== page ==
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Throwback Thursday – 1974

In 1974, my Grandpa Abe gave me a radio, thus changing my life. That radio became my best friend and music my main interest. I started buying all the 45 rpm records that made the top ten. Soon I was reading the trade magazines, as well as Rolling Stone, Circus, Creem, Song Hits, Hit Parader, Musician, and then some. Who knows what career path I would have chosen had I not latched onto popular music in my pre-teen years?

Tunes du Jour’s Throwback Thursday playlist this week focuses on the music of 1974. It includes the music I heard on the radio back then (eighteen top 40 hits) plus two I discovered later on.


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It’s Earth Day And I Need To Dance!

“I remember writing ‘Earth Song’ when I was in Austria, in a hotel. And I was feeling so much pain and so much suffering of the plight of the Planet Earth. And for me, this is Earth’s Song, because I think nature is trying so hard to compensate for man’s mismanagement of the Earth. And with the ecological unbalance going on, and a lot of the problems in the environment, I think earth feels the pain, and she has wounds, and it’s about some of the joys of the planet as well. But this is my chance to pretty much let people hear the voice of the planet. And this is ‘Earth Song.’ And that’s what inspired it. And it just suddenly dropped into my lap when I was on tour in Austria.”
– Michael Jackson

Ringo + MJ
Today is Earth Day. Our weekly dance party kicks off with Michael Jackson’s “Earth Song,” which spent six weeks at #1 in the UK beginning in December 1995, but didn’t chart on the US Hot 100.


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It’s Sia’s Birthday And I Need To Dance!

The Guardian described Sia’s “Chandelier” as “a warning about the pitfalls of a party lifestyle.” About the song, MTV News wrote “Sia serves party-girl darkness, toeing the line between celebration and self-destruction as it becomes increasingly more blurred.” Now sober, the singer/songwriter struggled with alcoholism in the past. She told NPR “I wrote [“Chandelier”] because there’s so many party-girl anthems in pop, and I thought it’d be interesting to do a different take on that.”

Friday is dance day at Tunes du Jour. Our weekly party kicks off with “Chandelier,” co-written and performed by Sia, who turns 40 years old today.


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It’s Jay-Z’s Birthday And I Need To Dance!

Back in July of this year, Morrissey, who used to make news for his music, posted on fan site True to You that a Transportation Security Administration official at the San Francisco International Airport touched his junk (i.e. his genitals, not his recently-published novel, List of the Lost). This week, Morrissey continued the one-sided conversation, saying about the TSA “It is unlikely that ISIS would stoop so low.” ISIS, the Islamic State of Iraq and Syria, frequently makes the news for bombings, shooting people, beheading people, and throwing people off of buildings to their death, among other things. All horrible things, to be sure, but not as horrible as having someone touch your testicles. Morrissey for president! Oh, wait – he’s British. Darn!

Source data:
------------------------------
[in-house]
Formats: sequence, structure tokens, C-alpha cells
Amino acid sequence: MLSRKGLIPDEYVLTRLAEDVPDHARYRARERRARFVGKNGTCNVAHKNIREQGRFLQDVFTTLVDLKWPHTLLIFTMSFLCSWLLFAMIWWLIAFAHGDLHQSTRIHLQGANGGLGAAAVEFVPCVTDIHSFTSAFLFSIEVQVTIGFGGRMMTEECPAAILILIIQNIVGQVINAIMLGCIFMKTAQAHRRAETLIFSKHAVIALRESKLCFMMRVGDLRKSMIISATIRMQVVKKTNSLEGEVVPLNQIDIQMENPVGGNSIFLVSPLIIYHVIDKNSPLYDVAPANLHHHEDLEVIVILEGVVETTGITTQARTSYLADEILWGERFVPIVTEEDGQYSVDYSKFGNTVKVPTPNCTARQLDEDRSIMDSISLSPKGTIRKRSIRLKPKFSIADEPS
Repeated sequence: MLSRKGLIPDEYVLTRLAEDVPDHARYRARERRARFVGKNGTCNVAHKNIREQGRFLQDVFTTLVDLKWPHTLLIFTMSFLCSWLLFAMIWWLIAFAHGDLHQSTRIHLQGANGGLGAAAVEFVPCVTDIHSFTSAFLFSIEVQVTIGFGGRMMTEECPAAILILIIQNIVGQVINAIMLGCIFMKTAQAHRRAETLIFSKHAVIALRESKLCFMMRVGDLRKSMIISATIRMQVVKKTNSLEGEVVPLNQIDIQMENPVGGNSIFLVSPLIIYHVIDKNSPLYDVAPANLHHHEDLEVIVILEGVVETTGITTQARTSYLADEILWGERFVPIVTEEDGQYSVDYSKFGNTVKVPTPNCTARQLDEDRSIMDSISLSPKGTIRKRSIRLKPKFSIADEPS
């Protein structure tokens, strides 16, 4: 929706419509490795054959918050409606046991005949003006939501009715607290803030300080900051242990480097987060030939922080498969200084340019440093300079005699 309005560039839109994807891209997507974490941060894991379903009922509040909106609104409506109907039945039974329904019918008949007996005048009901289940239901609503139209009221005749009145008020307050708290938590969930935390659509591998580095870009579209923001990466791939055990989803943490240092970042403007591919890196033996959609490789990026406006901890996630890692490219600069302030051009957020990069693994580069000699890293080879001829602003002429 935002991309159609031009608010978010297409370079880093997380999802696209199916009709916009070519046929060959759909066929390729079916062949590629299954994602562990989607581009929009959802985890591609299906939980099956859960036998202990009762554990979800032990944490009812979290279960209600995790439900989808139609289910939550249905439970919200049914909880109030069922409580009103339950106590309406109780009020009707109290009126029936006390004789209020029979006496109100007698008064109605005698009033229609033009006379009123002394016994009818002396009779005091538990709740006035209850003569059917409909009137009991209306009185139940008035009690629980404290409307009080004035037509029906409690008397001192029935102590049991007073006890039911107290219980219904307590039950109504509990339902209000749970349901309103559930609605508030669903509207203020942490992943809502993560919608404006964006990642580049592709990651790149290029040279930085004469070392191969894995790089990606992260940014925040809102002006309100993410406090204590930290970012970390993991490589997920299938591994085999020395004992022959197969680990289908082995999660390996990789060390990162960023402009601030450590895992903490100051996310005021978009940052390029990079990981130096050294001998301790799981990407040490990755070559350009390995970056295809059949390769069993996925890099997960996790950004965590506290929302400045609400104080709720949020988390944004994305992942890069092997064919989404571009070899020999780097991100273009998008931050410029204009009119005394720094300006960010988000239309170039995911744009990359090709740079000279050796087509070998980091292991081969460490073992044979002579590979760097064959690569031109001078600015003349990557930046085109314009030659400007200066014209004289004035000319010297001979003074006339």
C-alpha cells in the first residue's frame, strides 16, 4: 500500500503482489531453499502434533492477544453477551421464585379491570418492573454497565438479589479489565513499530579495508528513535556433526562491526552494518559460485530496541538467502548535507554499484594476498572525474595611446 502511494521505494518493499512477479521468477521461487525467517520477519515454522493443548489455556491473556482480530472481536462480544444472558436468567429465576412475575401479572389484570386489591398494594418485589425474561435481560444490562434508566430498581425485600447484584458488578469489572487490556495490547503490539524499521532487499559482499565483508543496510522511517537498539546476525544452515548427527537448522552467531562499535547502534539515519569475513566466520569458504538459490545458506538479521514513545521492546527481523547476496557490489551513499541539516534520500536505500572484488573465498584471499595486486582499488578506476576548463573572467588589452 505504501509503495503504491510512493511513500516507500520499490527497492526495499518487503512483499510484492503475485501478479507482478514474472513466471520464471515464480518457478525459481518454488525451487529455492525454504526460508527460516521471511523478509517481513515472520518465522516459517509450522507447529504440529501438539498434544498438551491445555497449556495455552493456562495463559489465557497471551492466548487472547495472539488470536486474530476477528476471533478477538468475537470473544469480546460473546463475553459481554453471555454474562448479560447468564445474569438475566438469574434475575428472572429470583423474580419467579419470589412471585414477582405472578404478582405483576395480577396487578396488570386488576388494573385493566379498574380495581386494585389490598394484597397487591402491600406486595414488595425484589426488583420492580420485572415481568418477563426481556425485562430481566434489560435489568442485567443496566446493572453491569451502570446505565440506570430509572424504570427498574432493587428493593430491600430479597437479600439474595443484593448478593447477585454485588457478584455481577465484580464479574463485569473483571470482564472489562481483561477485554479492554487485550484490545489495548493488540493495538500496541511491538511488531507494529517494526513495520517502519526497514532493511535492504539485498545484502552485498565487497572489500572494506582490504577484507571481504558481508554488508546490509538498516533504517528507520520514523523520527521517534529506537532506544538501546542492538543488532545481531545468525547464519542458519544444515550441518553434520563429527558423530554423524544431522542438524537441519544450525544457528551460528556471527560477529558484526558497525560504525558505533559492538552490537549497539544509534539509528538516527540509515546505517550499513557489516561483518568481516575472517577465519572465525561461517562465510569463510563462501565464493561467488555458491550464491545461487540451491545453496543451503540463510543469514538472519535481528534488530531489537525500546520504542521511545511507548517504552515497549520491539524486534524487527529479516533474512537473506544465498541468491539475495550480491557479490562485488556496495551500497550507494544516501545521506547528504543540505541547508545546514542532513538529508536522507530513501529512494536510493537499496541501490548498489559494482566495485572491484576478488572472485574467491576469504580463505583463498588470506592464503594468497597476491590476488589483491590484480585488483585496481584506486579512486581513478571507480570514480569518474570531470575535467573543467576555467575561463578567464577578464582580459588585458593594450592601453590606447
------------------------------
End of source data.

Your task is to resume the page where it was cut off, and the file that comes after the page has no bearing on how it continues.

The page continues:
This week Thom Yorke of Radiohead compared YouTube to Nazis, as YouTube makes its money from the work of artists, “like what the Nazis did during the Second World War.” He asked “What’s the difference?” Hmmm…I’m stumped. What is the difference between the political party that put Jews, homosexuals, Africans, the disabled and Jehovah’s Witnesses into concentration camps and murdered eleven million of them and the Internet site that gave people the opportunity to watch and share “Gangnam Style?” You’re right, Thom. There is no difference. YouTube are monsters! Thom Yorke for president! Oh, wait – he’s British. Darn!

Though Morrissey and Yorke cannot run for president of the United States of America, they remind me of someone who can and is running for president, Dr. Ben Carson. Carson said that the Affordable Care Act is “the worst thing that has happened in this nation since slavery.” He’s right! One consisted of being kidnapped from one’s home, separated from one’s family, shackled, treated as someone else’s property, being forced to work in inhumane conditions, and being abused, while the other provides Americans with health insurance. I bet you don’t know which one is which! They’re practically the same thing! Ben Carson for president! Oh, wait – he’s a fucking moron. Darn!

Until one of these geniuses becomes president, or until YouTube puts me in a camp, a TSA agent throws me off a building or Blue Shield forces me to pick their cotton, I’m going to keep on dancing. Tunes du Jour’s weekly dance party kicks off with Beyoncé’s “Déjà Vu,” which features Jay-Z, who turns 46 today.


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It’s T.I.’s Birthday And I Need To Dance!

Last night I debuted a new speech about diversity and inclusion in corporate America. It was the first time I tackled the subject in a presentation and I’m pleased to say it went very well.

I’m working on a series of speeches about what makes good leaders. It’s a departure from my usual speeches, which lean toward storytelling or purely humorous. Last night’s speech had plenty of humor (and all the jokes hit!), but it had a message and action steps as well. I delivered the twenty minute version. I’m working on a thirty minute and hour-long version as well.

Comments I received afterwards included “Great style – loved every moment,” “enjoyed all aspects,” “good mix of information and humor,” “very interesting,” “very creative,” and “I don’t like your shirt.” For the record, my shirt was a crisp, white Surface To Air button-down with a grey stripe down the center. What’s not to like?

I look forward to the next presentation.

Friday is dance day at Tunes du Jour. We kick off this week’s party playlist with “Blurred Lines,” which features a guest spot from Clifford Harris, Jr., better known by his initials, T.I., who turns 35 today.